How do pilots steer an airplane?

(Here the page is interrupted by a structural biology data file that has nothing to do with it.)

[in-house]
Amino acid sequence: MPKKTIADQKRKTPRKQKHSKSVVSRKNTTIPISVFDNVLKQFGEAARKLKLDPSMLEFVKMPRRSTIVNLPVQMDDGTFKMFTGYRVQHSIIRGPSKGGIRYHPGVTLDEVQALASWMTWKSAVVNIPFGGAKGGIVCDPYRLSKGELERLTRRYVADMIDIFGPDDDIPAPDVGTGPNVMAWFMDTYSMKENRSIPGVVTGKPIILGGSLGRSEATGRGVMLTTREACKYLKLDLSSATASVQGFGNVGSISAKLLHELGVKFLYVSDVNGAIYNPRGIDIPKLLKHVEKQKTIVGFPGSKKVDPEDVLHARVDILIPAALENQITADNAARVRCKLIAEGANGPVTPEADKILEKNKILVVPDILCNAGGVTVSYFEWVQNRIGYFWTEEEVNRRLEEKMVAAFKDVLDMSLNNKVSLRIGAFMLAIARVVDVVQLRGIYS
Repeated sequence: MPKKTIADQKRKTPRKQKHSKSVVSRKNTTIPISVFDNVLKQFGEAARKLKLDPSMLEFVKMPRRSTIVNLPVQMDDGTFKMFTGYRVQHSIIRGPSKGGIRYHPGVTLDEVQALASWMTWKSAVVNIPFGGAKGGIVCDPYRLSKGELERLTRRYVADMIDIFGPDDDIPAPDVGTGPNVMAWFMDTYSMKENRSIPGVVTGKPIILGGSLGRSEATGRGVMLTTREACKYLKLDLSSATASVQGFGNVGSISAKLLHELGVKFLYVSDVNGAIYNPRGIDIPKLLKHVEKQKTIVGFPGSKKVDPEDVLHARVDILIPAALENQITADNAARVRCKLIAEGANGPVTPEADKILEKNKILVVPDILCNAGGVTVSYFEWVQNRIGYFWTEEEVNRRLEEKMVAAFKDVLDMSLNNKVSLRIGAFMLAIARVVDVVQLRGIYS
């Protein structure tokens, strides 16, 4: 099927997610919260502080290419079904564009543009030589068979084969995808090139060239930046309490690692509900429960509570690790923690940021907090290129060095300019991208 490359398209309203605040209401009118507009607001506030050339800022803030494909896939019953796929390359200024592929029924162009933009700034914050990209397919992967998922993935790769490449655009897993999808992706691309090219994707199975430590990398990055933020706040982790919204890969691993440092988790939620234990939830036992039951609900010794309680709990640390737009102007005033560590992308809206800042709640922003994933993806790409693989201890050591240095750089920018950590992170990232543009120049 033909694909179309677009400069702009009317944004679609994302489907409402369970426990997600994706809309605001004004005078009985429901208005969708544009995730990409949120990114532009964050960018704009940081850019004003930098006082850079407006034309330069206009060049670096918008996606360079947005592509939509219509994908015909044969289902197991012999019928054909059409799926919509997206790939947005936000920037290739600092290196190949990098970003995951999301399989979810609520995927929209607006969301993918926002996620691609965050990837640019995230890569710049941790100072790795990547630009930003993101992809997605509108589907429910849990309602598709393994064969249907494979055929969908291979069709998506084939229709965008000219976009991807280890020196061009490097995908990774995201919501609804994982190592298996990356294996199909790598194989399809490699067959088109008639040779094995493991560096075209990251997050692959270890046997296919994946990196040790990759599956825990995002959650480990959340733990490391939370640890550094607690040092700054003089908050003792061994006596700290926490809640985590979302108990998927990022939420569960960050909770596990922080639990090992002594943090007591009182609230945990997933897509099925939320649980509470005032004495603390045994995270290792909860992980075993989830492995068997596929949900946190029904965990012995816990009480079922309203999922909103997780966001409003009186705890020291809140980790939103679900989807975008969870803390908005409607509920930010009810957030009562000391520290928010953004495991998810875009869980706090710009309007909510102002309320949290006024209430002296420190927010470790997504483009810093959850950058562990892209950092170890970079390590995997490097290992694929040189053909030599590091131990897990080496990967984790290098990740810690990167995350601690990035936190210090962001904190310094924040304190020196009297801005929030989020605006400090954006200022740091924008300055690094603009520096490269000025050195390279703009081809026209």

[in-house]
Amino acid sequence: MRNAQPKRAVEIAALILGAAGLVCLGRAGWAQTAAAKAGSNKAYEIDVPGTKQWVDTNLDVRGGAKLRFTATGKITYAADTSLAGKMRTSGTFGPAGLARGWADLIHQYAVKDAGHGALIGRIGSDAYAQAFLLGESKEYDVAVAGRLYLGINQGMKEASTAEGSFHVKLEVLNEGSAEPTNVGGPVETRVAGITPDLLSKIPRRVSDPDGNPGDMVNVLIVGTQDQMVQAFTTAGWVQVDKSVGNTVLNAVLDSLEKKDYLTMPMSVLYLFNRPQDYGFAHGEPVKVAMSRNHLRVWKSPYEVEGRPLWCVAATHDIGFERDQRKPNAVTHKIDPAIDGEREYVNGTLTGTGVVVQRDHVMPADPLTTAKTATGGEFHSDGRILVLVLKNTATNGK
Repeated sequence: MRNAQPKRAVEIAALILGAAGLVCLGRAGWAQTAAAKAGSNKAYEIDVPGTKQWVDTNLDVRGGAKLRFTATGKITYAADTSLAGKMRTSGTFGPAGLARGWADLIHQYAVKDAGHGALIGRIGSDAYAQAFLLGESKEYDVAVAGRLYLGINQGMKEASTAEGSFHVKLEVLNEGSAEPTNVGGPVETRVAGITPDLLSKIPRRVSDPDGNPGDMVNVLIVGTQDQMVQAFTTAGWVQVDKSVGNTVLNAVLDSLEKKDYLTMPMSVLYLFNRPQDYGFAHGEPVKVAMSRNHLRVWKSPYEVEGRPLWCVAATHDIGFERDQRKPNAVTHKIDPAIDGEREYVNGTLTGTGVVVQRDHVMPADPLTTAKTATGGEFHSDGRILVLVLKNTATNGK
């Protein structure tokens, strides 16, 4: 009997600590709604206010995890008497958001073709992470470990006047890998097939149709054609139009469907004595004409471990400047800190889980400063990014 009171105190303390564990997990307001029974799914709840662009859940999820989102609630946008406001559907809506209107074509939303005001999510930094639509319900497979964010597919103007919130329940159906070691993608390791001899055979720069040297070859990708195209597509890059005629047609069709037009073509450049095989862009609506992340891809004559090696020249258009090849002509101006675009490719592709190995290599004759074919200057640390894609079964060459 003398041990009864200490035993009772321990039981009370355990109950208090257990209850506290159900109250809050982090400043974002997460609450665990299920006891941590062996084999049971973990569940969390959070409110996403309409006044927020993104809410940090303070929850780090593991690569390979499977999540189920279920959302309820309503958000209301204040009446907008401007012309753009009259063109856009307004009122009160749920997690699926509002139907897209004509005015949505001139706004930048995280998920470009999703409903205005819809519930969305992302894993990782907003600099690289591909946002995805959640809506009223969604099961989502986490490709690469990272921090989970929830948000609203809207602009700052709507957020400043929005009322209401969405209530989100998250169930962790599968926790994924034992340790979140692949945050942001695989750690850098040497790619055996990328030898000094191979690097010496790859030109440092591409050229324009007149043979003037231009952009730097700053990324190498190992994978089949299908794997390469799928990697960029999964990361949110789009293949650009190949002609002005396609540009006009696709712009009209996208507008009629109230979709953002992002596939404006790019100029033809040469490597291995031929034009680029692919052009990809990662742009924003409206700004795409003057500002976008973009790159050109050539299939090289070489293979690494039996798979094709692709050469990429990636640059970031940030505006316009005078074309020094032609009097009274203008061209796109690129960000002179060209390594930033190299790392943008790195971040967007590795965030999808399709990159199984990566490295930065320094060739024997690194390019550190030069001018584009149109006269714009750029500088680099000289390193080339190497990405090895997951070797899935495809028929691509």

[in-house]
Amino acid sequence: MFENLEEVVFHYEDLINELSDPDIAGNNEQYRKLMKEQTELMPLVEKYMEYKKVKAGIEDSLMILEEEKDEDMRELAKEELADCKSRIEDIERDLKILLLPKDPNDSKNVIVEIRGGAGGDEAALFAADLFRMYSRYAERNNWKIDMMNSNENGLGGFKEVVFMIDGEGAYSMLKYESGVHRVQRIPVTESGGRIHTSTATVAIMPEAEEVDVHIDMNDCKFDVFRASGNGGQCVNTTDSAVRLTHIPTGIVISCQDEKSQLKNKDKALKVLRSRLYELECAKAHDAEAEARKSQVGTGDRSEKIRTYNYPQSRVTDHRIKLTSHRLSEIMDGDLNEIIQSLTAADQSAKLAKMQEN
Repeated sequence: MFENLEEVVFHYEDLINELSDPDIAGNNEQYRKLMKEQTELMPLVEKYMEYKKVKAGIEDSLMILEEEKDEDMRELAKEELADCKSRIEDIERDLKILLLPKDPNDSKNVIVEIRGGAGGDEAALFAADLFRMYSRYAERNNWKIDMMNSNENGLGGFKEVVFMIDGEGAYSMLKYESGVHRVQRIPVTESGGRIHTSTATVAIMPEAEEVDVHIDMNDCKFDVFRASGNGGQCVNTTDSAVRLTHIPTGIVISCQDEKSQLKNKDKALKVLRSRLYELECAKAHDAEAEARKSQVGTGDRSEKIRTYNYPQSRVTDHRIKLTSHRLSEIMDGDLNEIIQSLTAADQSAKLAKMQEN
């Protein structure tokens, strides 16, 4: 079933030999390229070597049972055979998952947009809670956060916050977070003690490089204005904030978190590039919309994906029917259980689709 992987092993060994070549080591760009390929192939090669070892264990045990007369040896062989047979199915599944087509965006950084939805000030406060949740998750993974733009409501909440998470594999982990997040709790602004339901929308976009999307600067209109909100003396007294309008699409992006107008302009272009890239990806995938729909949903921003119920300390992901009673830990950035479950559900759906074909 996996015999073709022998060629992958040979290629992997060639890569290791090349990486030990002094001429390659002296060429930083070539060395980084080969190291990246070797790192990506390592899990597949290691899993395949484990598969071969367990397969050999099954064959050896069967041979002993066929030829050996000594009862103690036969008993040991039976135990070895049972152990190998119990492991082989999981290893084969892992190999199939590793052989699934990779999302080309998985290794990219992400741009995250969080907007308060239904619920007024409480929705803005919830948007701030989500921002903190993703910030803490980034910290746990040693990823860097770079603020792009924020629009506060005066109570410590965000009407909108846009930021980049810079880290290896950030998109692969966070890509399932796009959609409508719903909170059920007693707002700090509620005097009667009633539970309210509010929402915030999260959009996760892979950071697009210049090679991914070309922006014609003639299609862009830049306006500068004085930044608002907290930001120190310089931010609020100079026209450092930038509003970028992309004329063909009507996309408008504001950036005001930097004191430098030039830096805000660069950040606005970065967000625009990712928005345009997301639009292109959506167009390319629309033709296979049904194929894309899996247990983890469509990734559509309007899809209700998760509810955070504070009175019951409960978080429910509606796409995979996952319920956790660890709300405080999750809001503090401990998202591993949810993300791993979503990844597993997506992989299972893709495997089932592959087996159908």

The force of moving air steers an airplane. Steering is done through a system of moveable flaps—working much like boat rudders—that are located on the plane’s wings and tail. When set at an angle, they push at flowing air that pushes back, turning or tilting an airplane. To descend, for instance, a pilot lowers a plane’s tail flaps, causing airflow to direct its nose downward. Turning requires changing the direction of wing flaps and the tail rudder.


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